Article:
Floyd “Money” Mayweather likes to flaunt his wealth. He’s got $15 million worth of cars in his garage that he doesn’t drive and infamously posted a picture of the $100 million check he received after the Manny Pacquiao fight to spite his nemesis, T.I., and also brag about how he still has every dime of that money.
I will always have the last laugh. This is just one of my many checks, a cool $100,000,000.00 that I still have every dime of. Y’all still have to work however, I’m happily retired.
That’s from November 2016. Fast forward eight months and Mayweather is coming out of retirement to fight UFC star Conor McGregor in a boxing match that many in the boxing world see as a sham, but fans are legitimately excited to watch. The two spent the better part of six months chirping back and forth about potentially fighting each other, turning what seemed like a ridiculous idea into an actual mega-fight event.
One of the questions asked along the way was what does Mayweather have to gain here. The obvious answer is money, as he seems headed for another nine-figure pay day. However, for a man that insisted he had “every dime” of $100 million in the bank, why would he need to bother potentially tainting his legacy as one of the all-time greats with a 49-0 record?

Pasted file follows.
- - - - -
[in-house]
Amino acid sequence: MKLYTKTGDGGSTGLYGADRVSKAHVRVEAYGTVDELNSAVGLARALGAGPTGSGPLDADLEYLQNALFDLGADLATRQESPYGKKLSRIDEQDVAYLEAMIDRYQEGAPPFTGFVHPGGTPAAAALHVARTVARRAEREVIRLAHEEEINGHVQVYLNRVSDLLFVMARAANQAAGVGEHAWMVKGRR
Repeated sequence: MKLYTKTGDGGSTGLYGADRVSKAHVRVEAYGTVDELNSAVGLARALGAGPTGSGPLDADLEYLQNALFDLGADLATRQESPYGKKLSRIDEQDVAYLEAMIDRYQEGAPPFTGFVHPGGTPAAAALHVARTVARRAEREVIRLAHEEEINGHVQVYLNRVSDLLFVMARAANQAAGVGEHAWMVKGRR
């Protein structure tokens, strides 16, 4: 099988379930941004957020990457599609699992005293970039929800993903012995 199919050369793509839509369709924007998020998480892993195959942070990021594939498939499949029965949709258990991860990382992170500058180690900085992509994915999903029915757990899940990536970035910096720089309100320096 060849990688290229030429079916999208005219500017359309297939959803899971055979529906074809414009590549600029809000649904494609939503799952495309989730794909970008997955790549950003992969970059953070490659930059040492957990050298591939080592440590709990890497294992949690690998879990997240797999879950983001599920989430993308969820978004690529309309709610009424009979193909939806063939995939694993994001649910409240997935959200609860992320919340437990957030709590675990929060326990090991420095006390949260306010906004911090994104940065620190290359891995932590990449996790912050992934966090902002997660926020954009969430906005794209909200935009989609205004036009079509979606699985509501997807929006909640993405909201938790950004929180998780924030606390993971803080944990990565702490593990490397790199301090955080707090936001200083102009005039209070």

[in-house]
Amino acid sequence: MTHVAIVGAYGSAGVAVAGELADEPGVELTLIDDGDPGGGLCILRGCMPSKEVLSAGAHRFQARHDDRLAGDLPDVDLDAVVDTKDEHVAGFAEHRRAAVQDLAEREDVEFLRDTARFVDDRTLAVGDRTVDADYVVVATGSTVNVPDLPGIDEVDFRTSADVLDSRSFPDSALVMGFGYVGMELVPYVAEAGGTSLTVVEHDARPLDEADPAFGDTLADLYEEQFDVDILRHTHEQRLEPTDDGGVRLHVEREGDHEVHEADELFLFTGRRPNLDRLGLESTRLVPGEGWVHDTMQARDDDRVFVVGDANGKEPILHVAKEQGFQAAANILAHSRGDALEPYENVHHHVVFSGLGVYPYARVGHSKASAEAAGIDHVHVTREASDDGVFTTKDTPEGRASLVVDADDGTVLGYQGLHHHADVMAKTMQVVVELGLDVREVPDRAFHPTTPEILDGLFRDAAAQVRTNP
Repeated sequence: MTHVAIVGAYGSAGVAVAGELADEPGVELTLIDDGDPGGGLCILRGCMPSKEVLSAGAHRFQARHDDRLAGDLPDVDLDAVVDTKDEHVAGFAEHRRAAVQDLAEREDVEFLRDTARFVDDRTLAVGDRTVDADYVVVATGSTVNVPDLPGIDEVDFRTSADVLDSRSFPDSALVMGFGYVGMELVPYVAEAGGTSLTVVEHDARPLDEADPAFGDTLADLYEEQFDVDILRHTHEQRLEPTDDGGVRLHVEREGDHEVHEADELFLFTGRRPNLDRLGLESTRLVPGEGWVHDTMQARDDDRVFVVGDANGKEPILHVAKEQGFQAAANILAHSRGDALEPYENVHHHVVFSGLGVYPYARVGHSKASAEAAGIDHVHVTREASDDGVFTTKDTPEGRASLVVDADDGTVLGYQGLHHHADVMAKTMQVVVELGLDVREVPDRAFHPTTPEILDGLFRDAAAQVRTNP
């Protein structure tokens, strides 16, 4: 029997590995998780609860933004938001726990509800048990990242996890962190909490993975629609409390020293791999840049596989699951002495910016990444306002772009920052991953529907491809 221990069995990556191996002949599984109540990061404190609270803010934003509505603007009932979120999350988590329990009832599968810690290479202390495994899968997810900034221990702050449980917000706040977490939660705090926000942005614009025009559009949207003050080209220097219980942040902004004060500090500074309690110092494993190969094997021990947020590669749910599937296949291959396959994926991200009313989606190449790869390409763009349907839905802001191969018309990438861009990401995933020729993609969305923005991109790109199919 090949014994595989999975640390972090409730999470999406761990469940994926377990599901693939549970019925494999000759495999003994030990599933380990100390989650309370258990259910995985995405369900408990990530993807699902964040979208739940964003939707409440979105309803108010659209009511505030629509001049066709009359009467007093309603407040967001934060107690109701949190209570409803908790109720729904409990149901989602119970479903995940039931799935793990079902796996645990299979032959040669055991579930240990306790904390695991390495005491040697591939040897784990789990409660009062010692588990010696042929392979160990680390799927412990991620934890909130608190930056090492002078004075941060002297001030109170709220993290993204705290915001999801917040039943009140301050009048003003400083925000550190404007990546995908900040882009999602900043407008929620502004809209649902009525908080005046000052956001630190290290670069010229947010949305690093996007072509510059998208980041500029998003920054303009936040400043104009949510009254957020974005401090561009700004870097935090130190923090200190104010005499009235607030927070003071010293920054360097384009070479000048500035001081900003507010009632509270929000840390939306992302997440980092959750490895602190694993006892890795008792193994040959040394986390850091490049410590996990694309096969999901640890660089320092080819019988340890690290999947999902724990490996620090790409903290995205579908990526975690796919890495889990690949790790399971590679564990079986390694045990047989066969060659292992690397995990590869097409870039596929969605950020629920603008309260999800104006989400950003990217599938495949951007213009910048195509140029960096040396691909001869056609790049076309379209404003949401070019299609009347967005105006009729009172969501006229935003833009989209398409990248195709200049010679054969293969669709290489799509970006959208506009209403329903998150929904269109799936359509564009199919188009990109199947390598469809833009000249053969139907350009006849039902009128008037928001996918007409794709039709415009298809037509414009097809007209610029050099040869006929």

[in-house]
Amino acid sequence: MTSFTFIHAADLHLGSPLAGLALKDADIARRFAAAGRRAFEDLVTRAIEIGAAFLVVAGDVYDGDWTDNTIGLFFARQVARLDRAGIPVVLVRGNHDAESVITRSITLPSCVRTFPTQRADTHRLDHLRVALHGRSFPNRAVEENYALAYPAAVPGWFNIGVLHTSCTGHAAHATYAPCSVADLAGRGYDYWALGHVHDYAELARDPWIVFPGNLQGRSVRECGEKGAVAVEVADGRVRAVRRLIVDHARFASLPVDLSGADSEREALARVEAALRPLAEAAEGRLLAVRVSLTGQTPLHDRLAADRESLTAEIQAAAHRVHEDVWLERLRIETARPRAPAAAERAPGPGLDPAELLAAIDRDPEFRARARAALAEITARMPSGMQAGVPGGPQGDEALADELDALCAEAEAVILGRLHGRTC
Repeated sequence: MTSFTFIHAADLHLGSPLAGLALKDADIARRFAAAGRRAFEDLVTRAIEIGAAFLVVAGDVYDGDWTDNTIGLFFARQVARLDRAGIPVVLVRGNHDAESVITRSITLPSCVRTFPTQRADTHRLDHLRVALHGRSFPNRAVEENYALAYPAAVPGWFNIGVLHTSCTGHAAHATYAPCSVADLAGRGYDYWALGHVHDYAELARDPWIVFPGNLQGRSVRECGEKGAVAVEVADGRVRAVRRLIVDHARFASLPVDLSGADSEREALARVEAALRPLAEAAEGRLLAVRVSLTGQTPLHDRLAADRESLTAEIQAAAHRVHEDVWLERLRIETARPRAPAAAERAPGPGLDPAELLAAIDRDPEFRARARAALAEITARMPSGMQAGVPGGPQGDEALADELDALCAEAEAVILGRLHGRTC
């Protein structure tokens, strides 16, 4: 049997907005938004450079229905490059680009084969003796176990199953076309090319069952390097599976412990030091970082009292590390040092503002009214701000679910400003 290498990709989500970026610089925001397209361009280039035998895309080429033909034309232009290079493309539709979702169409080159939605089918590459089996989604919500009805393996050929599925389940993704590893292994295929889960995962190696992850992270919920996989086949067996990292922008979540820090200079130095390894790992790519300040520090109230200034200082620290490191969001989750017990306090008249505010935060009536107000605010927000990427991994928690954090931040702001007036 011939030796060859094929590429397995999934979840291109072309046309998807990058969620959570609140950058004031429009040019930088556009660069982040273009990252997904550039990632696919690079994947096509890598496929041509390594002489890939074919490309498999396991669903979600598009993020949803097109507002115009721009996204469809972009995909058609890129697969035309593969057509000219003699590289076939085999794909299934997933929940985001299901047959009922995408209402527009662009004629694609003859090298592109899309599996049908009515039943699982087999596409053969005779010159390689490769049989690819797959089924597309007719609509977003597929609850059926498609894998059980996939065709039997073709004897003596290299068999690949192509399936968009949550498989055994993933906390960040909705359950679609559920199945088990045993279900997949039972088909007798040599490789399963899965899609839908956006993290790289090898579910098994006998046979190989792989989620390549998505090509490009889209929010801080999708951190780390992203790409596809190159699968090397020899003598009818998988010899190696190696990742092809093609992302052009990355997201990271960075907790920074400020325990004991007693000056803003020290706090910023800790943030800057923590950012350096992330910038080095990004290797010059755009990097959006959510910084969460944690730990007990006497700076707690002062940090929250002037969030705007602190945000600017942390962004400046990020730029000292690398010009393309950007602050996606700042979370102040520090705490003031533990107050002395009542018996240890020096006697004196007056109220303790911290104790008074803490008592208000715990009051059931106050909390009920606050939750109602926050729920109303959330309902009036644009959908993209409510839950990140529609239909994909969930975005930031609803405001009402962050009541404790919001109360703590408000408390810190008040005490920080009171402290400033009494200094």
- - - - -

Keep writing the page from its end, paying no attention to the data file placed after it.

On Monday, we got our answer to that question. Mayweather may very well have kept every dime of that check for a time, which is a problem, because when you make money Uncle Sam comes calling and requires you to hand over a chunk. Floyd is currently trying to chip away at back taxes he owes the IRS from the 2015 fiscal year, when he made his $220 million from the Pacquiao fight, and apparently he doesn’t have any liquid funds to pay them.
That seems impossible for someone that had $100 million lying around eight months ago, but alas, here we are. According to ESPN’s Darren Rovell, Mayweather has filed a petition to put a reprieve on the interest he owes to the IRS on those back taxes until he gets his check from the McGregor bout.
“Although the taxpayer has substantial assets, those assets are restricted and primarily illiquid,” the petition said, according to the legal website Law360. “The taxpayer has a significant liquidity event scheduled in about 60 days from which he intends to pay the balance of the 2015 tax liability due and outstanding.”
In case you were wondering how Mayweather views this McGregor bout, I think “a significant liquidity event” is about as perfect a descriptor for what will happen in Las Vegas in August as you’ll see anywhere else. Mayweather is here to cash a check because, ironically, Money needs money. He saw an opportunity to make hundreds of millions of dollars to help knockout his tax debt, while also collecting a nice profit on top of that, and it’s hard to blame anyone for that. Here’s to hoping he carries the zeros properly this time when factoring his taxes owed from this bout or we might see him back in the ring in 2019.